Around 100 people attended a fiery meet the candidates forum at Charles Sturt University on Thursday night ( March 14).
The event was hosted by the Port Macquarie Chamber of Commerce in conjuction with Charles Sturt University.
All four candidates for the state seat of Port Macquarie attended.
Each candidate had 10 minutes at the beginning to introduce themselves and their policies.
Labor candidate Peter Alley spoke first about Labor's plans to invest in schools and hospitals citing Labor's pledge to upgrade demountable classrooms with permanent structures in public schools.
Jan Burgess from Sustainable Australia said her party was not aligned to the left or right but an "apolitical political party". She said they would be focusing on better planning, affordable housing, secure jobs and a sustainable environment and population.
The Green's Drusi Meggett spoke about the Green's commitment to the environment and the vulnerable in society. She said the Greens want more trees not less and forests should be protected from logging.
The National's Leslie Williams cited her government's economic management including an unemployment rate of 3.9 per cent and a budget in surplus which had allowed them to invest in infrastructure such as the recently announced Ocean Drive duplication.
Questions from the floor
The political candidates were questioned on a range of topics including logging, payroll tax, unemployment, orbital road and pill testing.
A woman from the Forest Alliance Group asked a question angrily towards Leslie Williams about logging in state forests. The woman was asked to leave the forum by Port Macquarie Chamber of Commerce Executive Officer Mark Wilson. She left a short time later.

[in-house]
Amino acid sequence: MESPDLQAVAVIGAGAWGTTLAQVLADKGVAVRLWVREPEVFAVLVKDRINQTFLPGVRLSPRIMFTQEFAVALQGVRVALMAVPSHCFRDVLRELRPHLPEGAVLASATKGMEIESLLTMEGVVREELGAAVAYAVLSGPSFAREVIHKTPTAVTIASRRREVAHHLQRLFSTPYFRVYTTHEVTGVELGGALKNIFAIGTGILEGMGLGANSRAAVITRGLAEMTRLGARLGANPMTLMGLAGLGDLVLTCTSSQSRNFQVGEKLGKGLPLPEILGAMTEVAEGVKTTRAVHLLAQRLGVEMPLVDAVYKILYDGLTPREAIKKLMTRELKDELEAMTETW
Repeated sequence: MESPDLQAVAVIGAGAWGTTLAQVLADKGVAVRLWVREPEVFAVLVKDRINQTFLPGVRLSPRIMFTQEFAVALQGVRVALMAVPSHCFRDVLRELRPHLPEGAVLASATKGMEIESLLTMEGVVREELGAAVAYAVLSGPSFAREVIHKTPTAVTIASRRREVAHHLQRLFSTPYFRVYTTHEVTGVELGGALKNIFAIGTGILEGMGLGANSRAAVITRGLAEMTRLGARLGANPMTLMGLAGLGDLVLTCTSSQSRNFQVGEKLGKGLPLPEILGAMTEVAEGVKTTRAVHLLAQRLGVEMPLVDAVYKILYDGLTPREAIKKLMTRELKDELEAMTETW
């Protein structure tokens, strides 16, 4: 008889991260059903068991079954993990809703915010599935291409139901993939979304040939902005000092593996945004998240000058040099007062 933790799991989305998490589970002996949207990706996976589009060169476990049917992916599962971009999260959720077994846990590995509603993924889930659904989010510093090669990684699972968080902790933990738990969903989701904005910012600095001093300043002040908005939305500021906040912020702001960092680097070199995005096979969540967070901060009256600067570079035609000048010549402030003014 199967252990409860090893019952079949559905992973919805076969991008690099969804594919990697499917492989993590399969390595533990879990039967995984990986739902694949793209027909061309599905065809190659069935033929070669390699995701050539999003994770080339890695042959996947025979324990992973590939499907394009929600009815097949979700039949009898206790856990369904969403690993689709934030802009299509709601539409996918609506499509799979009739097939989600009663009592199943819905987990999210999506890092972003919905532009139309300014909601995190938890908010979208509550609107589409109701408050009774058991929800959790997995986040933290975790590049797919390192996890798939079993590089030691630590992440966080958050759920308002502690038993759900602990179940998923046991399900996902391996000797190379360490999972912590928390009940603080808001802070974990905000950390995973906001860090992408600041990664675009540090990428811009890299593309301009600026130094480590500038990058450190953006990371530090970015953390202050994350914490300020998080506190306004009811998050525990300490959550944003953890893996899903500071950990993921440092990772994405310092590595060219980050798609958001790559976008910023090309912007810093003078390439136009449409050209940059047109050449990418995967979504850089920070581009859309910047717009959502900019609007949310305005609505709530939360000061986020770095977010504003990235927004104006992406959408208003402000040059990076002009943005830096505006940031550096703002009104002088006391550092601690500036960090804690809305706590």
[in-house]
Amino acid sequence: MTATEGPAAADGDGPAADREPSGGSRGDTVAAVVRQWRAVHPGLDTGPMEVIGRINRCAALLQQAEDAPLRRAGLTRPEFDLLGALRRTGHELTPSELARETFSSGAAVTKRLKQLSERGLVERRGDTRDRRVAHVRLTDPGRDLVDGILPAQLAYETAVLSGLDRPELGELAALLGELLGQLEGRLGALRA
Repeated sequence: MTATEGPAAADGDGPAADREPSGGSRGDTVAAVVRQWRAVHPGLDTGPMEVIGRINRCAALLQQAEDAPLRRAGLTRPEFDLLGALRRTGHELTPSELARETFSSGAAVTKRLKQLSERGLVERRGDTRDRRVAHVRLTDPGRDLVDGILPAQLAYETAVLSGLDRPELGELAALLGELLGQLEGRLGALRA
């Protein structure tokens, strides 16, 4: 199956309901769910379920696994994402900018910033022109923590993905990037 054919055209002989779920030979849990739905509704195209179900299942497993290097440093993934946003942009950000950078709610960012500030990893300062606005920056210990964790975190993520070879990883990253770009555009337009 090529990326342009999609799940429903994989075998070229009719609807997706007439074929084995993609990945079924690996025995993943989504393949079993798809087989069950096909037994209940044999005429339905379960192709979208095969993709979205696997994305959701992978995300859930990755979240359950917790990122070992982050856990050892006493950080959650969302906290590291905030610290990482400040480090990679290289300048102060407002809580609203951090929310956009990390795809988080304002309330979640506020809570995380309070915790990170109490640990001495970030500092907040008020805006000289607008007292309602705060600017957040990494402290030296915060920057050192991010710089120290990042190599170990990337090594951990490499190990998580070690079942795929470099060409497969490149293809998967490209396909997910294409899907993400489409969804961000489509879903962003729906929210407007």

Steve Cusato who owns a civil construction business asked about Labor's policy to freeze the threshold on payroll tax.
Ms Cusato said he had to let go 30 workers because business was "getting harder and harder" and "construction in housing estates had come to a standstill".
Mr Alley defended Labor's policy on payroll tax saying only 5% of small business pay payroll tax and Labor's local jobs program would bring more business to this area.
Leesa Harrison from the Port Macquarie Neighborhood Centre asked about transport for young people who were trying to access employment, particularly those from low socio-economic backgrounds.
Drusi Megget said Community Transport should be expanded to include young people needing transport for employment, an answer that Jan Burgess agreed with.
Lachlan Hughes a CSU student asked why the Government won't consider pill testing saying "we don't live in a perfect world where people don't take drugs".
He said he was also concerned local music festivals in Port Macquarie would be shut down.
State member Leslie Williams said she personally would never support pill testing but did offer a guarantee that no local festivals would be shut down in Port Macquarie.
The thorny issue of an orbital road for Port Macquarie was the last question of the night.
Leslie Williams said she was not supportive of the current design and urged local council to work with the RMS to look at alternative options.
Drusi Megget said she didn't think it would be built and residents in the investigation corridor would have a cloud hovering over them.
Peter Alley said strong leadership was needed to move the issue forward. As a councillor he voted to move the process to consultation and for a business plan.
Jan Burgess said sometimes there are no good solutions which is why Sustainable Australia wants to give power back to residents through a establishment of "local citizen panels" which would be involved in the planning roads like the orbital road.